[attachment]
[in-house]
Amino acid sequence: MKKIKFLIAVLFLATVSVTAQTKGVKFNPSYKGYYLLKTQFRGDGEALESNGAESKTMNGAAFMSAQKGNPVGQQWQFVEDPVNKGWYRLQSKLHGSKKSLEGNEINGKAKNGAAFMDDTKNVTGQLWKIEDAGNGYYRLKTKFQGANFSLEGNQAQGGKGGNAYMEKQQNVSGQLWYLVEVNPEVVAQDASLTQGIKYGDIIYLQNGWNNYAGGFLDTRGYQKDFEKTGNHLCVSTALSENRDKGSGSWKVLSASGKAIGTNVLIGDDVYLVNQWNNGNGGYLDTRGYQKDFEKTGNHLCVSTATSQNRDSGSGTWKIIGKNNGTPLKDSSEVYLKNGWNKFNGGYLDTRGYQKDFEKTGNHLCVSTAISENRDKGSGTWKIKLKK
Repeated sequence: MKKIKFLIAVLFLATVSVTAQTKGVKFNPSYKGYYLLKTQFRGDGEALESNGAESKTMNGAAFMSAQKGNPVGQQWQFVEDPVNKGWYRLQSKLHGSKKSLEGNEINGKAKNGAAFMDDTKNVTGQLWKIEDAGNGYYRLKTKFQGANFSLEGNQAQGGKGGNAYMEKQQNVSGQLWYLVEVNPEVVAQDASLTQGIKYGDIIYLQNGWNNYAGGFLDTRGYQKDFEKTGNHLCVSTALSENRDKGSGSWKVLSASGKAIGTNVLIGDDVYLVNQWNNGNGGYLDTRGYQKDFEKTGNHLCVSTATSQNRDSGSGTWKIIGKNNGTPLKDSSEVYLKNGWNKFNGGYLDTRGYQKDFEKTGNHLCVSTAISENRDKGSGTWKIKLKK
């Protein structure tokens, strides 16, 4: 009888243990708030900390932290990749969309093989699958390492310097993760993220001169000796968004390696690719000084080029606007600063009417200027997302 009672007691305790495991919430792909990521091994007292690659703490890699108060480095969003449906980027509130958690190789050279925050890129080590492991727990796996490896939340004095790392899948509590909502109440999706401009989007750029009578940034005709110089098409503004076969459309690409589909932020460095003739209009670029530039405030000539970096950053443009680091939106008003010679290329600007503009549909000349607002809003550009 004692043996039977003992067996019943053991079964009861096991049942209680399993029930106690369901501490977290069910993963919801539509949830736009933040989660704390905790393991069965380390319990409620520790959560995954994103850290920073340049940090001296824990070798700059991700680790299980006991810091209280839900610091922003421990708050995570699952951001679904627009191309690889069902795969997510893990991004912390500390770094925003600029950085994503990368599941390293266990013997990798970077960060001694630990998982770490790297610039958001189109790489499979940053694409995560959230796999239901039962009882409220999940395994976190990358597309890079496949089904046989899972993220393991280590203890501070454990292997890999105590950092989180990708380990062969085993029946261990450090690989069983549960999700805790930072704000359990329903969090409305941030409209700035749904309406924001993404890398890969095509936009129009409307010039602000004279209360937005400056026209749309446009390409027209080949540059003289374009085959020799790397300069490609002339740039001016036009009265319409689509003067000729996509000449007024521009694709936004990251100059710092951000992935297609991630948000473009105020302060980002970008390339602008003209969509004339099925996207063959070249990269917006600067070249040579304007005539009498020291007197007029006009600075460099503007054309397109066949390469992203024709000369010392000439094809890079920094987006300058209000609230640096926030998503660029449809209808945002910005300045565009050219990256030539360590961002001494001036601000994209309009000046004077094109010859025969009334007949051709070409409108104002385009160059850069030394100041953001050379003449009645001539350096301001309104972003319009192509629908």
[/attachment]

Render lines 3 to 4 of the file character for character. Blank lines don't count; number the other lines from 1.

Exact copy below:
Repeated sequence: MKKIKFLIAVLFLATVSVTAQTKGVKFNPSYKGYYLLKTQFRGDGEALESNGAESKTMNGAAFMSAQKGNPVGQQWQFVEDPVNKGWYRLQSKLHGSKKSLEGNEINGKAKNGAAFMDDTKNVTGQLWKIEDAGNGYYRLKTKFQGANFSLEGNQAQGGKGGNAYMEKQQNVSGQLWYLVEVNPEVVAQDASLTQGIKYGDIIYLQNGWNNYAGGFLDTRGYQKDFEKTGNHLCVSTALSENRDKGSGSWKVLSASGKAIGTNVLIGDDVYLVNQWNNGNGGYLDTRGYQKDFEKTGNHLCVSTATSQNRDSGSGTWKIIGKNNGTPLKDSSEVYLKNGWNKFNGGYLDTRGYQKDFEKTGNHLCVSTAISENRDKGSGTWKIKLKK
């Protein structure tokens, strides 16, 4: 009888243990708030900390932290990749969309093989699958390492310097993760993220001169000796968004390696690719000084080029606007600063009417200027997302 009672007691305790495991919430792909990521091994007292690659703490890699108060480095969003449906980027509130958690190789050279925050890129080590492991727990796996490896939340004095790392899948509590909502109440999706401009989007750029009578940034005709110089098409503004076969459309690409589909932020460095003739209009670029530039405030000539970096950053443009680091939106008003010679290329600007503009549909000349607002809003550009 004692043996039977003992067996019943053991079964009861096991049942209680399993029930106690369901501490977290069910993963919801539509949830736009933040989660704390905790393991069965380390319990409620520790959560995954994103850290920073340049940090001296824990070798700059991700680790299980006991810091209280839900610091922003421990708050995570699952951001679904627009191309690889069902795969997510893990991004912390500390770094925003600029950085994503990368599941390293266990013997990798970077960060001694630990998982770490790297610039958001189109790489499979940053694409995560959230796999239901039962009882409220999940395994976190990358597309890079496949089904046989899972993220393991280590203890501070454990292997890999105590950092989180990708380990062969085993029946261990450090690989069983549960999700805790930072704000359990329903969090409305941030409209700035749904309406924001993404890398890969095509936009129009409307010039602000004279209360937005400056026209749309446009390409027209080949540059003289374009085959020799790397300069490609002339740039001016036009009265319409689509003067000729996509000449007024521009694709936004990251100059710092951000992935297609991630948000473009105020302060980002970008390339602008003209969509004339099925996207063959070249990269917006600067070249040579304007005539009498020291007197007029006009600075460099503007054309397109066949390469992203024709000369010392000439094809890079920094987006300058209000609230640096926030998503660029449809209808945002910005300045565009050219990256030539360590961002001494001036601000994209309009000046004077094109010859025969009334007949051709070409409108104002385009160059850069030394100041953001050379003449009645001539350096301001309104972003319009192509629908």